Always, always, the inner critic is a problem (though I do remember that there was a time when this wasn’t the case – as a child). Of course, the inner critic is very loud when making work for the purpose of selling it. I have studied a lot of neurological and psychological texts about the nature and purpose of anxiety, and essentially I have learned that the inner critic’s purpose is to protect me from danger, the perceived danger of ‘exposing myself’ by putting my creations out there to be ‘judged’ by the world, and valued or not, or sold or not. So it’s a natural thing that is always a part of creating (if someone tells you otherwise they are lying or not human!) – the key is how to manage that anxiety and what you can do to ‘trick’ your mind into enjoying the process rather than worrying about it criticizing it.
Who are your favorite artists past and present?
Ooh… just one – impossible! Past: Gustav Klimt, Frida Kahlo, Remedios Varo, Egon Schiele… present: Andy Kehoe, Cendrine Rovini.
Is there anything about your art or your creative process you would like to add to the end of this interview?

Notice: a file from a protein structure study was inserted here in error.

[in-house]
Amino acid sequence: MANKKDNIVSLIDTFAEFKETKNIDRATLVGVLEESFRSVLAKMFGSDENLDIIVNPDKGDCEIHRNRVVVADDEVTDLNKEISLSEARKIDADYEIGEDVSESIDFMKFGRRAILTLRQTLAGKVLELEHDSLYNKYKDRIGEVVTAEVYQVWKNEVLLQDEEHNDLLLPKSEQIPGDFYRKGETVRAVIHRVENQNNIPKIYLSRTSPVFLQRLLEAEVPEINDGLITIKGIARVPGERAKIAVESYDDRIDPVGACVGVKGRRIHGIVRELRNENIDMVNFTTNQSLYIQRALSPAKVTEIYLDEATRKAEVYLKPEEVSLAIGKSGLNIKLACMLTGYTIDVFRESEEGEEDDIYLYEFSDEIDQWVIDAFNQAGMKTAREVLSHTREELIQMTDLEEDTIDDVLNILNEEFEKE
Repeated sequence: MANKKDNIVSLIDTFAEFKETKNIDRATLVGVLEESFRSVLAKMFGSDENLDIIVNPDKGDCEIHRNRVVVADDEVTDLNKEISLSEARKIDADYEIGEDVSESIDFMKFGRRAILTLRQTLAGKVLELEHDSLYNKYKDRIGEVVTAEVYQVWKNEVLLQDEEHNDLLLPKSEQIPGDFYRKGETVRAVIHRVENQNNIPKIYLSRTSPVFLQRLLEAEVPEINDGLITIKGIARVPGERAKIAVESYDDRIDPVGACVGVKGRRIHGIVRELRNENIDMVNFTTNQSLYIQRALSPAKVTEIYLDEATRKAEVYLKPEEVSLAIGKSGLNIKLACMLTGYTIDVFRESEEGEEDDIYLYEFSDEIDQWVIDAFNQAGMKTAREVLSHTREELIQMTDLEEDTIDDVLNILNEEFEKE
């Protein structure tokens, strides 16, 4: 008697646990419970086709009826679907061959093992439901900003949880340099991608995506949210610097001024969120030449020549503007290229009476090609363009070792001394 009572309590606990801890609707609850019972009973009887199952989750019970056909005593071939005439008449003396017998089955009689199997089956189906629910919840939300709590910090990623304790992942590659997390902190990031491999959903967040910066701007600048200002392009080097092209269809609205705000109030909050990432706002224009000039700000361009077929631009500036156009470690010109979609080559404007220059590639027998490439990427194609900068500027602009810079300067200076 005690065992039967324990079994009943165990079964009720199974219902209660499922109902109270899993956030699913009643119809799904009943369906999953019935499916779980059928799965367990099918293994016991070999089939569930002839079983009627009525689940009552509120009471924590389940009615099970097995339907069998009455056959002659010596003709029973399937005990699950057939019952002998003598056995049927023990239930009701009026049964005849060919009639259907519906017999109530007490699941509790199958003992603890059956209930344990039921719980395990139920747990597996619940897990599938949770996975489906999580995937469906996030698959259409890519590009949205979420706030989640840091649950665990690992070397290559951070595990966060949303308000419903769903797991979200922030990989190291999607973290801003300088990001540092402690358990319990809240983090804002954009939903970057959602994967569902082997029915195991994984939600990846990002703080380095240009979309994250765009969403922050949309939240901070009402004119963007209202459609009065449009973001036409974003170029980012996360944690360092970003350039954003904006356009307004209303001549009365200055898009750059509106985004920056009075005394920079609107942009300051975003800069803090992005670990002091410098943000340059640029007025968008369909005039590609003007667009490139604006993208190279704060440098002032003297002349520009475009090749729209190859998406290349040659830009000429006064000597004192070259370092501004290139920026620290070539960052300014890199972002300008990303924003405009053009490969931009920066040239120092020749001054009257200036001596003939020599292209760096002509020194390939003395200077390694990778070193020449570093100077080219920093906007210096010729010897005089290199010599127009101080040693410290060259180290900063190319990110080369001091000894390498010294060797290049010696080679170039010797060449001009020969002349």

*I came to being an artist through a very messy journey. I don’t want to sound pretentious or over dramatize it – I simply found in my early twenties that I was trying to be someone I was not, having promised my father that I would do anything other than art as a career. I was desperate for his approval, but reached a point when I realized that nothing I was trying was achieving that anyway, so I should just do the thing that made me most happy. During that time, I made choices with my life that could have had much worse outcomes than they did, and I spent a time estranged from my parents, and I probably did a fair bit of damage to my body, my mental health and any future employment opportunities. I eventually left everything behind to ‘seek my fortune’ as an artist when I moved to Barcelona. I recognized that the life I was living was going nowhere healthy for me, and I saw, following my dream to become an artist, as my only way out. It often felt like I had burnt all my bridges and I had to make my art work as I had no other options available to me. Having children added a new focus to my life to make that happen even more. It has been very haphazard and I have often experienced ‘impostor syndrome’ (where you think someone will one day discover you’re not a ‘real artist’), so I am very flattered that today I am asked to do interviews about my work!